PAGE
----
Hannah and I are both learning sign language as we go. A few months ago the local library hosted an introductory class about using signs with babies that was full of great information. Since then, I’ve used the internet to find the signs that we incorporate into our daily life. I try to make it as simple as possible for both of us by only introducing one new sign at a time. I know that she could learn more, but my head is already spinning from all the work two babies can create so I’m taking it easy on myself.
The class setting is nice because you’ll learn songs and get demonstrations of how to sign while you read certain books. If you’re interested in signing with your baby, but aren’t able to attend classes, it’s very easy to do on your own. You can find a video of almost every sign with a quick google search (i.e. ASL sign for Apple.) Another option is to borrow a book from the library of popular baby signs. There are even Apps for the iPhone or iPad to help categorize the signs that you’ll use the most with your baby. I would recommend teaching “all done,” “more,” and “night night.” From that point, the sky is the limit to what you and your baby will find interesting. Try animal names, types of food, colors, and signs for family members. Babies can start to recognize that you are signing when they are as young as 6 months. Early learners may start to sign back by 9 months. Depending on how frequently you use the word, toddlers can learn to use signs in a matter of days.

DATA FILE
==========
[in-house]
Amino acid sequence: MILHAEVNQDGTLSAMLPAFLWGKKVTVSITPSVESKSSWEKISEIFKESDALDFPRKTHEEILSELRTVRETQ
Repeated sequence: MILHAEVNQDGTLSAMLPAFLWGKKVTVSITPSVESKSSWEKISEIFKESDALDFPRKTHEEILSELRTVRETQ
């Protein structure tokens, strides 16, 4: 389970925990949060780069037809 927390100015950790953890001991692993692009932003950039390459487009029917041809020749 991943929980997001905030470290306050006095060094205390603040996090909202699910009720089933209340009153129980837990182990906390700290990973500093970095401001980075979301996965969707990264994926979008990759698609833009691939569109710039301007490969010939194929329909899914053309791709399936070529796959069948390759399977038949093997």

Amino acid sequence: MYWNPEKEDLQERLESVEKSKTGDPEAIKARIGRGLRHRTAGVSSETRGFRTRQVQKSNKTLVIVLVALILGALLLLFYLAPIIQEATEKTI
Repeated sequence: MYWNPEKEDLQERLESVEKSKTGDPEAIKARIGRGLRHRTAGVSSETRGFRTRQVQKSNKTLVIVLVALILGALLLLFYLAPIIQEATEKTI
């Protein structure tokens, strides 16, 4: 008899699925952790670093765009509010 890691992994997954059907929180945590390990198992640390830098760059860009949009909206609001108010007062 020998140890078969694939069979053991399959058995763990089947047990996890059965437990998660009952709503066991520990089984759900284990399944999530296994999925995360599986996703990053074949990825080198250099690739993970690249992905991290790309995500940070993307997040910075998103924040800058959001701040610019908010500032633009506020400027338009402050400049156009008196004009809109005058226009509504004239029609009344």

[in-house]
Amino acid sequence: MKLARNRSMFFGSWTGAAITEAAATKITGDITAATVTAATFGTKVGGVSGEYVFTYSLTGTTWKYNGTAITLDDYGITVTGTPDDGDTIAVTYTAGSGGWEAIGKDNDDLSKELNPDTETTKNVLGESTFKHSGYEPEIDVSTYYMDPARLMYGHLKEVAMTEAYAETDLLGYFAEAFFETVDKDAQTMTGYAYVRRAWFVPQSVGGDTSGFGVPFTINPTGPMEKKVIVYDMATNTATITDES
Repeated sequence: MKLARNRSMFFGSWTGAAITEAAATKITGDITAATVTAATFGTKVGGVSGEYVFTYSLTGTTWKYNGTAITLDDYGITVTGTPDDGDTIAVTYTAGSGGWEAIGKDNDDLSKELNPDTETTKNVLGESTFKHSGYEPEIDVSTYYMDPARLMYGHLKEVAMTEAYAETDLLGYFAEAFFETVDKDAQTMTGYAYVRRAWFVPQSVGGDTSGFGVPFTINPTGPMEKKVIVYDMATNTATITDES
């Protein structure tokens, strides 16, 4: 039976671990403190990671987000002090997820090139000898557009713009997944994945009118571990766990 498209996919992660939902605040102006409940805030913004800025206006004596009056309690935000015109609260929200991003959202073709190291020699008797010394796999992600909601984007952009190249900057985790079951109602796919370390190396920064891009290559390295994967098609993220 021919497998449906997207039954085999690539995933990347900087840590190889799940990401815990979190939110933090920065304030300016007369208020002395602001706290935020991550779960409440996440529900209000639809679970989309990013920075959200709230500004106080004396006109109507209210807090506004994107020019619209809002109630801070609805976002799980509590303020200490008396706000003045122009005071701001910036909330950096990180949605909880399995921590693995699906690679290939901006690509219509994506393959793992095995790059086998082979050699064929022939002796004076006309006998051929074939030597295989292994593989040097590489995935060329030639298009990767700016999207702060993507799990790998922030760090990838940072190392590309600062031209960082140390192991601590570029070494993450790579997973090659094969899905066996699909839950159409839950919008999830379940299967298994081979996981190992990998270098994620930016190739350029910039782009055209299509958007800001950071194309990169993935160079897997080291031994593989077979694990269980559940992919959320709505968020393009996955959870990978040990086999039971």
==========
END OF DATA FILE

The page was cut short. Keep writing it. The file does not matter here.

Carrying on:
The two most important things I learned in class were to always say the word as I sign it and to keep my signs consistent. That means that when she starts to make a sign, I should continue to do it the correct way even if it looks cuter her way. She recognizes quite a few of my signs, but she understands so many words that sign language is really more of a way for her to communicate to me. Sometimes her signs are very clear, but other times I have to pay close attention to her hand motions to pick them up. For instance, she uses the sign for “more” to indicate almost anything. She’ll ask for food, toys, to move somewhere else, or when she sees Grandma (since Grandma brings food a lot.)
To read more about how I’m using sign language with Hannah, check out A Sign of Success.